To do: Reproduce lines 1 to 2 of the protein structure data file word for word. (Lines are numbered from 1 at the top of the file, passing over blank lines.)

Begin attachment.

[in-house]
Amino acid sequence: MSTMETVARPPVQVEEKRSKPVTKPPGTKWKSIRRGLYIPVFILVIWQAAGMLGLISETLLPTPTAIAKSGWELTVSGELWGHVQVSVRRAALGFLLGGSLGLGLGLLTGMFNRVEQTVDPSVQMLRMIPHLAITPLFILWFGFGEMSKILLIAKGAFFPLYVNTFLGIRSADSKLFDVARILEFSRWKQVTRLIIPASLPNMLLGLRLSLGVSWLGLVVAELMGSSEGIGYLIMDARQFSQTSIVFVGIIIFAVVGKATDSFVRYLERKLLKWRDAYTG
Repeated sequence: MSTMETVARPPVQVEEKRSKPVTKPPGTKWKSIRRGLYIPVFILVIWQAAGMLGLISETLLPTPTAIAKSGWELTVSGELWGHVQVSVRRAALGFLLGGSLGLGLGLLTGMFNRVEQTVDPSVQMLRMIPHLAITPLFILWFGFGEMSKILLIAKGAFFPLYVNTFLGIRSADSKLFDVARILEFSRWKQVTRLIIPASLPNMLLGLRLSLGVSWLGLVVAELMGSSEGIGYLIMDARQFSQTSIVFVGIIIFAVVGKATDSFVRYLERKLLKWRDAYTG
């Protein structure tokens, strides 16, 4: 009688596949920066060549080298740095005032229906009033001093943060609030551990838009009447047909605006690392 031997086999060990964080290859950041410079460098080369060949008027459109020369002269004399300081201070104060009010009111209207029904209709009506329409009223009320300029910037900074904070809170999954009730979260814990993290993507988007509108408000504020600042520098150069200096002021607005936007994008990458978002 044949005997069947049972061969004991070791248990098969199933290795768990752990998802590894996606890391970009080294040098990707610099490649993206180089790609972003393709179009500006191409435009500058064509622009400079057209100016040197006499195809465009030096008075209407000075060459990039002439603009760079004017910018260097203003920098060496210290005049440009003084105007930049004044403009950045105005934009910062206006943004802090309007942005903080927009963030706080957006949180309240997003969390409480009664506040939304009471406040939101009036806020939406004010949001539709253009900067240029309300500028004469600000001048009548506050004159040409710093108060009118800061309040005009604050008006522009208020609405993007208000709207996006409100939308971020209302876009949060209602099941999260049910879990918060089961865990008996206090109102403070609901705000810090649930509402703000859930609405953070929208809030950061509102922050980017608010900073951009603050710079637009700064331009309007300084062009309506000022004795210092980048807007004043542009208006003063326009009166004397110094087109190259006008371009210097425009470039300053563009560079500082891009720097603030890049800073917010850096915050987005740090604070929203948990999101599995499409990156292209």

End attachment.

[in-house]
Amino acid sequence: MSTMETVARPPVQVEEKRSKPVTKPPGTKWKSIRRGLYIPVFILVIWQAAGMLGLISETLLPTPTAIAKSGWELTVSGELWGHVQVSVRRAALGFLLGGSLGLGLGLLTGMFNRVEQTVDPSVQMLRMIPHLAITPLFILWFGFGEMSKILLIAKGAFFPLYVNTFLGIRSADSKLFDVARILEFSRWKQVTRLIIPASLPNMLLGLRLSLGVSWLGLVVAELMGSSEGIGYLIMDARQFSQTSIVFVGIIIFAVVGKATDSFVRYLERKLLKWRDAYTG